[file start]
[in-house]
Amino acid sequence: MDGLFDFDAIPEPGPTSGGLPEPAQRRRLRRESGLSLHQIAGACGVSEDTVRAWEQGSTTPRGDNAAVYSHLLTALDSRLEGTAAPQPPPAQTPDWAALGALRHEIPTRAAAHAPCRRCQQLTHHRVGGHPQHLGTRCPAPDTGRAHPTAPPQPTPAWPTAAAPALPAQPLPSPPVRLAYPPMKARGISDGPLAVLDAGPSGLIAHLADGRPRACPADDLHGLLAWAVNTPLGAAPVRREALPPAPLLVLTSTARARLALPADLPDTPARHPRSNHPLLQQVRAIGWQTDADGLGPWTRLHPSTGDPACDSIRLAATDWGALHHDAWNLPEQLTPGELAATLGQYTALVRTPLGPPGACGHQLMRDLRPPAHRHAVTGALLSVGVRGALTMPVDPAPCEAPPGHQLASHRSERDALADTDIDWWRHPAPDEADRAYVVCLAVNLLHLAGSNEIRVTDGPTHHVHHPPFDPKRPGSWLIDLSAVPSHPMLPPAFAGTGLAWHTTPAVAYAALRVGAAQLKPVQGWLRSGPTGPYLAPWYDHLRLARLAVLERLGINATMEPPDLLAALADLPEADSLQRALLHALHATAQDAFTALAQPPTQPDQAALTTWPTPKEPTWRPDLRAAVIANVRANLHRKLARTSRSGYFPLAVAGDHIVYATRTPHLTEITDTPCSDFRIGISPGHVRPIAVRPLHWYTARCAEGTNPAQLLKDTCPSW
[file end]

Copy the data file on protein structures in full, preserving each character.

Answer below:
[in-house]
Amino acid sequence: MDGLFDFDAIPEPGPTSGGLPEPAQRRRLRRESGLSLHQIAGACGVSEDTVRAWEQGSTTPRGDNAAVYSHLLTALDSRLEGTAAPQPPPAQTPDWAALGALRHEIPTRAAAHAPCRRCQQLTHHRVGGHPQHLGTRCPAPDTGRAHPTAPPQPTPAWPTAAAPALPAQPLPSPPVRLAYPPMKARGISDGPLAVLDAGPSGLIAHLADGRPRACPADDLHGLLAWAVNTPLGAAPVRREALPPAPLLVLTSTARARLALPADLPDTPARHPRSNHPLLQQVRAIGWQTDADGLGPWTRLHPSTGDPACDSIRLAATDWGALHHDAWNLPEQLTPGELAATLGQYTALVRTPLGPPGACGHQLMRDLRPPAHRHAVTGALLSVGVRGALTMPVDPAPCEAPPGHQLASHRSERDALADTDIDWWRHPAPDEADRAYVVCLAVNLLHLAGSNEIRVTDGPTHHVHHPPFDPKRPGSWLIDLSAVPSHPMLPPAFAGTGLAWHTTPAVAYAALRVGAAQLKPVQGWLRSGPTGPYLAPWYDHLRLARLAVLERLGINATMEPPDLLAALADLPEADSLQRALLHALHATAQDAFTALAQPPTQPDQAALTTWPTPKEPTWRPDLRAAVIANVRANLHRKLARTSRSGYFPLAVAGDHIVYATRTPHLTEITDTPCSDFRIGISPGHVRPIAVRPLHWYTARCAEGTNPAQLLKDTCPSW